Will Congress Stop Obamacare?
by Rob Bluey and Ryan O'Donnell, Heritage Foundation September 30, 2013
Less than 24 hours from now, the government takeover of health care will begin implementation—unless Congress acts to stop Obamacare.
Over the weekend, the U.S. House of Representatives voted to delay the unpopular law’s implementation by one year. Although the plan falls short of defunding Obamacare, Heritage Action for America called the delay “a step towards preventing the law’s entitlements from taking root.”
Lawmakers also approved a measure to repeal Obamacare’s tax on medical devices and ensure that the U.S. military would continue to get paid in the event of a government shutdown tomorrow.
With so much at stake, all eyes are on President Obama and Senate Majority Leader Harry Reid (D-NV), who must decide if they will force Obamacare on the American people —harming individual citizens, our country’s health care system and our economy.
Throughout the debate over defunding Obamacare, an increasing number of Americans have spoken out against the unfair, unworkable, and unaffordable law.
One of them is Larry Patterson, who is concerned about the impact on his employees at his Texas-based Glass Doctor franchise.
“My men and women work hard,” Patterson told us. “They work in a very dangerous industry. … And as hard as they work, they should be able to afford health insurance.”
>>> Listen what Larry has to say about Obamacare
Patterson puts his money where his mouth is: Since its inception, his Glass Doctor franchise has provided its employees with health insurance. And like so many other small businesses, he didn’t need a mandate to do so—just the power of the free market.
But with costs set to soar thanks to Obamacare’s mandates and regulations, many companies’ ability to continue providing employees with affordable coverage is in jeopardy.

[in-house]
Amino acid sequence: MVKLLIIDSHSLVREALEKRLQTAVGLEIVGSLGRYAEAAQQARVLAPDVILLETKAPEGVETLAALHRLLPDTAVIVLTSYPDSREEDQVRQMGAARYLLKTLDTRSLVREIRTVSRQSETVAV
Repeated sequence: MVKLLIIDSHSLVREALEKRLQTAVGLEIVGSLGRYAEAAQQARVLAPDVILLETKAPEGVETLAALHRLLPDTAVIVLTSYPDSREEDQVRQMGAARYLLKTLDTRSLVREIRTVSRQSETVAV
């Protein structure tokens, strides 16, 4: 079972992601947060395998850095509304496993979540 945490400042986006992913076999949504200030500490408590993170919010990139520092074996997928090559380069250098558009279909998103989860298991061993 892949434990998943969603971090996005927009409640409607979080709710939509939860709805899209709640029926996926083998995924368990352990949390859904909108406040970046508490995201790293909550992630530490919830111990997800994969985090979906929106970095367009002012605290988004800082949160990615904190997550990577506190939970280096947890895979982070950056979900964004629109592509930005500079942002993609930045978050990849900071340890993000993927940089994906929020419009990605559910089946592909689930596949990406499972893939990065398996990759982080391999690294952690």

As a result of Obamacare’s looming cost increases, Patterson’s company, like so many other businesses across America, is “frozen”—unable to invest in its future.
Patterson can’t answer the type of questions that are critical to continued growth: Do we buy three trucks or eight trucks? Do we add more employees, or cut back?
That kind of uncertainty is poisonous to economic growth, and already, for America’s employers, investment is grinding to a halt. And that’s bad news for workers.
All of these issues—rising costs, frozen investment, and fears about being able to offer employees the coverage he believes they deserve—have fueled Patterson’s decision to speak out against Obamacare. One concern, however, trumps the others: As a father, Patterson is worried about the type of country he will pass on to his children.
“If I let go of my core principles,” Patterson wonders, “What am I teaching my kids?”
To protect his business, his employees, and his family’s future, Patterson wants to defund Obamacare—and believes his fellow Americans must do the same. Now is the time, Patterson believes, “to draw a line in the sand and say no, our country is too important [to allow Obamacare to be implemented.].”